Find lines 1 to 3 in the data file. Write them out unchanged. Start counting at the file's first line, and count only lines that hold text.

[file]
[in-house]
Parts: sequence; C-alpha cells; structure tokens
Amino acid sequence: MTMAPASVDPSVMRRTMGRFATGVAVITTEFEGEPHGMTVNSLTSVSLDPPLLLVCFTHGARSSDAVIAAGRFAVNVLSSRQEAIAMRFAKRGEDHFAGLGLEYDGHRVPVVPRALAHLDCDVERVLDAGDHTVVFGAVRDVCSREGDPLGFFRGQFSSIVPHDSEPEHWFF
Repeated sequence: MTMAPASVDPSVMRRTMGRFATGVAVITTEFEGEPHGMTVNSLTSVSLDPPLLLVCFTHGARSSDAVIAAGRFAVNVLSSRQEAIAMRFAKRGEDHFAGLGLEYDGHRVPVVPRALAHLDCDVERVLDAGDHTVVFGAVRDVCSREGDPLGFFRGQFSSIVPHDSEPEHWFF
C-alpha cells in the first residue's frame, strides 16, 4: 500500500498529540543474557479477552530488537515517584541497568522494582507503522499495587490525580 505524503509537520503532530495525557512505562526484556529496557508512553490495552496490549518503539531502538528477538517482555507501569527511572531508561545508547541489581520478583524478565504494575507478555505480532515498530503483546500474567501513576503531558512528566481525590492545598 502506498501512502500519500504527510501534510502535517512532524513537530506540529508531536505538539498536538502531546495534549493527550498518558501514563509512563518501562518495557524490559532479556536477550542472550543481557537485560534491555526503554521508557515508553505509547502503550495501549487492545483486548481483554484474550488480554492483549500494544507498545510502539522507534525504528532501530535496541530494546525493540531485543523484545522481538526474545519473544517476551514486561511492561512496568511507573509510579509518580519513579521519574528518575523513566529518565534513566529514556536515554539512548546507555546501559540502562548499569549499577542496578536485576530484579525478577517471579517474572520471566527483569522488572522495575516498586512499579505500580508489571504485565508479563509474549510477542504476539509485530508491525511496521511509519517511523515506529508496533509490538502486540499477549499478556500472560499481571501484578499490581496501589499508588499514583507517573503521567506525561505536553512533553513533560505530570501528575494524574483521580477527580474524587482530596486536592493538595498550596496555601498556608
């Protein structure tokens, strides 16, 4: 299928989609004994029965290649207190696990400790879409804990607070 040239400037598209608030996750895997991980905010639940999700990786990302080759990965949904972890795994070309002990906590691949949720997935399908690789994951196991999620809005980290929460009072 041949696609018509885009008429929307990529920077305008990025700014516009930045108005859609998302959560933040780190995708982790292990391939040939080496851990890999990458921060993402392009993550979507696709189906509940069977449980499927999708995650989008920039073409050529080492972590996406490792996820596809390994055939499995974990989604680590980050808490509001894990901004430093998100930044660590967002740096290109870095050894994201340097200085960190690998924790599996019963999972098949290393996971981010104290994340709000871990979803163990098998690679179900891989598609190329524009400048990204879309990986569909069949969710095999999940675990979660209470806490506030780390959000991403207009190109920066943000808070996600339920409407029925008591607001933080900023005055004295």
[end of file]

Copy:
[in-house]
Parts: sequence; C-alpha cells; structure tokens
Amino acid sequence: MTMAPASVDPSVMRRTMGRFATGVAVITTEFEGEPHGMTVNSLTSVSLDPPLLLVCFTHGARSSDAVIAAGRFAVNVLSSRQEAIAMRFAKRGEDHFAGLGLEYDGHRVPVVPRALAHLDCDVERVLDAGDHTVVFGAVRDVCSREGDPLGFFRGQFSSIVPHDSEPEHWFF